In communications, media are the storage and transmission channels or tools used to store and deliver information or data. Media are often referred to as synonymous with mass media or news media, but may refer to a single medium used to communicate any data for any purpose. Media of the United States consist of several different types of communications media: television, radio, cinema, newspapers, magazines, and Internet-based Web sites. American media conglomerates tend to be leading global players, generating large revenues, as well as large opposition in many parts of the world.
A central method in which the media influences the U.S. political system is through gatekeeping, a process through which information is filtered for dissemination, be it publication, broadcasting, the Internet, or some other type of communication. Gatekeeping occurs at all levels of the media structure, from a reporter deciding which sources are included in a story to editors deciding which stories are printed or covered, and includes media outlet owners and even advertisers. This, in turn, determines to a great extent which issues will be important to Americans and on the agendas of their elected officials.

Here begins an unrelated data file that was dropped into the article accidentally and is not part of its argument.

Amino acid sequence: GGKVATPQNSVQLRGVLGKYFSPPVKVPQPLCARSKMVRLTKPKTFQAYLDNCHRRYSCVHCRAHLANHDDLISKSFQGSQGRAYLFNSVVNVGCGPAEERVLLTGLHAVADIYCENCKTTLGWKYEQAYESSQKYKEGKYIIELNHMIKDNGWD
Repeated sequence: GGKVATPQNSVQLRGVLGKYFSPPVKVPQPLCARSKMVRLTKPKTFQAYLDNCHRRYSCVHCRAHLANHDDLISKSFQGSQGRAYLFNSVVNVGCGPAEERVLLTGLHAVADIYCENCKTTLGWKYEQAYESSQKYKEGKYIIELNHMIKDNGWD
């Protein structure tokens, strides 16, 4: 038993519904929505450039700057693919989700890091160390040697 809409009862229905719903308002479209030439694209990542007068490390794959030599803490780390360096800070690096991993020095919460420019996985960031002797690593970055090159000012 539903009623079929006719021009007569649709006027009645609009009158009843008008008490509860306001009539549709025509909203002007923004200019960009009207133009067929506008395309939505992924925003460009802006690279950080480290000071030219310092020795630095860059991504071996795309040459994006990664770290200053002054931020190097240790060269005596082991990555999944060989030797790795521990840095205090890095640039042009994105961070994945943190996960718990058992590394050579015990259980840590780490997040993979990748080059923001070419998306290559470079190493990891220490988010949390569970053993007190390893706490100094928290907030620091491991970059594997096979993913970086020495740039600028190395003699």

The Internet has provided a means for newspapers and other media organizations to deliver news and, significantly, the means to look up old news. Some organizations only make limited amounts of their output available for free, and charge for access to the rest. Other organizations allow their archives to be freely browsed. It is possible that the latter type obtain more influence, as they are true to the spirit of freedom of information by virtue of making it free. Anyone who has followed external links only to be confronted with a pay-to-view banner might attest that the reputations of organizations that charge is not enhanced by their charging policy, particularly when the same information is available from sources that don't charge.